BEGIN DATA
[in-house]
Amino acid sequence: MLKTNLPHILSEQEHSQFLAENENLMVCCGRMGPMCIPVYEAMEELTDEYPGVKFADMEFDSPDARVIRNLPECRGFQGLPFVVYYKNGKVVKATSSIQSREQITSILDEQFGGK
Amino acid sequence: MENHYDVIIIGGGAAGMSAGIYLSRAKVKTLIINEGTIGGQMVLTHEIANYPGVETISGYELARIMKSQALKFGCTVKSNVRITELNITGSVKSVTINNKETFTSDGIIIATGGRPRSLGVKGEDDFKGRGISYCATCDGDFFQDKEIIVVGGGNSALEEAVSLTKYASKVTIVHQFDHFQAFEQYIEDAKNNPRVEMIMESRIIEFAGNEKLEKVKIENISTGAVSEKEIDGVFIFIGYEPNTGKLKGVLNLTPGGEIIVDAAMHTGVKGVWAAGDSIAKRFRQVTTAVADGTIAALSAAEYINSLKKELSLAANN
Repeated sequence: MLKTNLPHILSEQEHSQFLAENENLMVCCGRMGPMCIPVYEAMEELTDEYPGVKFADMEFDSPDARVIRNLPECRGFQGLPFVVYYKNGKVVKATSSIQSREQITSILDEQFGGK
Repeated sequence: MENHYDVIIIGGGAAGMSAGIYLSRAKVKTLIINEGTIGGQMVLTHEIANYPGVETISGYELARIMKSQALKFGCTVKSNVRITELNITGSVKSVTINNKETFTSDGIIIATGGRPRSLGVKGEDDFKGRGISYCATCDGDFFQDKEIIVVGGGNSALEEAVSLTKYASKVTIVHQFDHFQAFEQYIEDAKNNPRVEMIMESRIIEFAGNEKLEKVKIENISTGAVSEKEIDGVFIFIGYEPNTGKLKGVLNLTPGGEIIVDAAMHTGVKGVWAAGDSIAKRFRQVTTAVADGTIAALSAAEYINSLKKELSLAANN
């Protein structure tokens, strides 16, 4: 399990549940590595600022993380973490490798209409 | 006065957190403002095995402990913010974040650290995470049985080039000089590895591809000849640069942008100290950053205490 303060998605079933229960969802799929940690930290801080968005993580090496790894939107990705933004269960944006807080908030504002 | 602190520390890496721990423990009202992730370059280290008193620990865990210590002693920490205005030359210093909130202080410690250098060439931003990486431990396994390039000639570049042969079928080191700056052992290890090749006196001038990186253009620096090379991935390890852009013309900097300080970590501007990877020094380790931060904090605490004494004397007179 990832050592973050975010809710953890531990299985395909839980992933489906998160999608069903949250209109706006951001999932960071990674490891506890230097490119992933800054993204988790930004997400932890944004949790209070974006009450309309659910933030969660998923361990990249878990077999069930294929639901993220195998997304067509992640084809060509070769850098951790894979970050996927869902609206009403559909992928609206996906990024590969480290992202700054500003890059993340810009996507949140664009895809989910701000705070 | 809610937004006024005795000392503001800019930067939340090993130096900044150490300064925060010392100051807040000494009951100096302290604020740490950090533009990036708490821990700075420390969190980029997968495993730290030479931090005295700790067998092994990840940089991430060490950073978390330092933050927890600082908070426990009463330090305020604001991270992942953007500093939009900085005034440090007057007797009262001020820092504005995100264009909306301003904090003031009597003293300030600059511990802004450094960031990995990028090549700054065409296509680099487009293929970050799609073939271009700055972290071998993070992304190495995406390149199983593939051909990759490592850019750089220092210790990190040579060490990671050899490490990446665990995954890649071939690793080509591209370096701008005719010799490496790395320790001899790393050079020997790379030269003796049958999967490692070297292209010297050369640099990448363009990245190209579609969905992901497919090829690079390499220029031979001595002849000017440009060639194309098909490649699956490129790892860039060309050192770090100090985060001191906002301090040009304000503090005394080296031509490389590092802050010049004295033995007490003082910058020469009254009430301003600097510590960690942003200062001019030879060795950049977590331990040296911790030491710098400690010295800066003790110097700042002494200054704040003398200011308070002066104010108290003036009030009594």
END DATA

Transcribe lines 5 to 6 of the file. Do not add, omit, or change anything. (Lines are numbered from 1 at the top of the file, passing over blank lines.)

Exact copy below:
Repeated sequence: MENHYDVIIIGGGAAGMSAGIYLSRAKVKTLIINEGTIGGQMVLTHEIANYPGVETISGYELARIMKSQALKFGCTVKSNVRITELNITGSVKSVTINNKETFTSDGIIIATGGRPRSLGVKGEDDFKGRGISYCATCDGDFFQDKEIIVVGGGNSALEEAVSLTKYASKVTIVHQFDHFQAFEQYIEDAKNNPRVEMIMESRIIEFAGNEKLEKVKIENISTGAVSEKEIDGVFIFIGYEPNTGKLKGVLNLTPGGEIIVDAAMHTGVKGVWAAGDSIAKRFRQVTTAVADGTIAALSAAEYINSLKKELSLAANN
């Protein structure tokens, strides 16, 4: 399990549940590595600022993380973490490798209409 | 006065957190403002095995402990913010974040650290995470049985080039000089590895591809000849640069942008100290950053205490 303060998605079933229960969802799929940690930290801080968005993580090496790894939107990705933004269960944006807080908030504002 | 602190520390890496721990423990009202992730370059280290008193620990865990210590002693920490205005030359210093909130202080410690250098060439931003990486431990396994390039000639570049042969079928080191700056052992290890090749006196001038990186253009620096090379991935390890852009013309900097300080970590501007990877020094380790931060904090605490004494004397007179 990832050592973050975010809710953890531990299985395909839980992933489906998160999608069903949250209109706006951001999932960071990674490891506890230097490119992933800054993204988790930004997400932890944004949790209070974006009450309309659910933030969660998923361990990249878990077999069930294929639901993220195998997304067509992640084809060509070769850098951790894979970050996927869902609206009403559909992928609206996906990024590969480290992202700054500003890059993340810009996507949140664009895809989910701000705070 | 809610937004006024005795000392503001800019930067939340090993130096900044150490300064925060010392100051807040000494009951100096302290604020740490950090533009990036708490821990700075420390969190980029997968495993730290030479931090005295700790067998092994990840940089991430060490950073978390330092933050927890600082908070426990009463330090305020604001991270992942953007500093939009900085005034440090007057007797009262001020820092504005995100264009909306301003904090003031009597003293300030600059511990802004450094960031990995990028090549700054065409296509680099487009293929970050799609073939271009700055972290071998993070992304190495995406390149199983593939051909990759490592850019750089220092210790990190040579060490990671050899490490990446665990995954890649071939690793080509591209370096701008005719010799490496790395320790001899790393050079020997790379030269003796049958999967490692070297292209010297050369640099990448363009990245190209579609969905992901497919090829690079390499220029031979001595002849000017440009060639194309098909490649699956490129790892860039060309050192770090100090985060001191906002301090040009304000503090005394080296031509490389590092802050010049004295033995007490003082910058020469009254009430301003600097510590960690942003200062001019030879060795950049977590331990040296911790030491710098400690010295800066003790110097700042002494200054704040003398200011308070002066104010108290003036009030009594």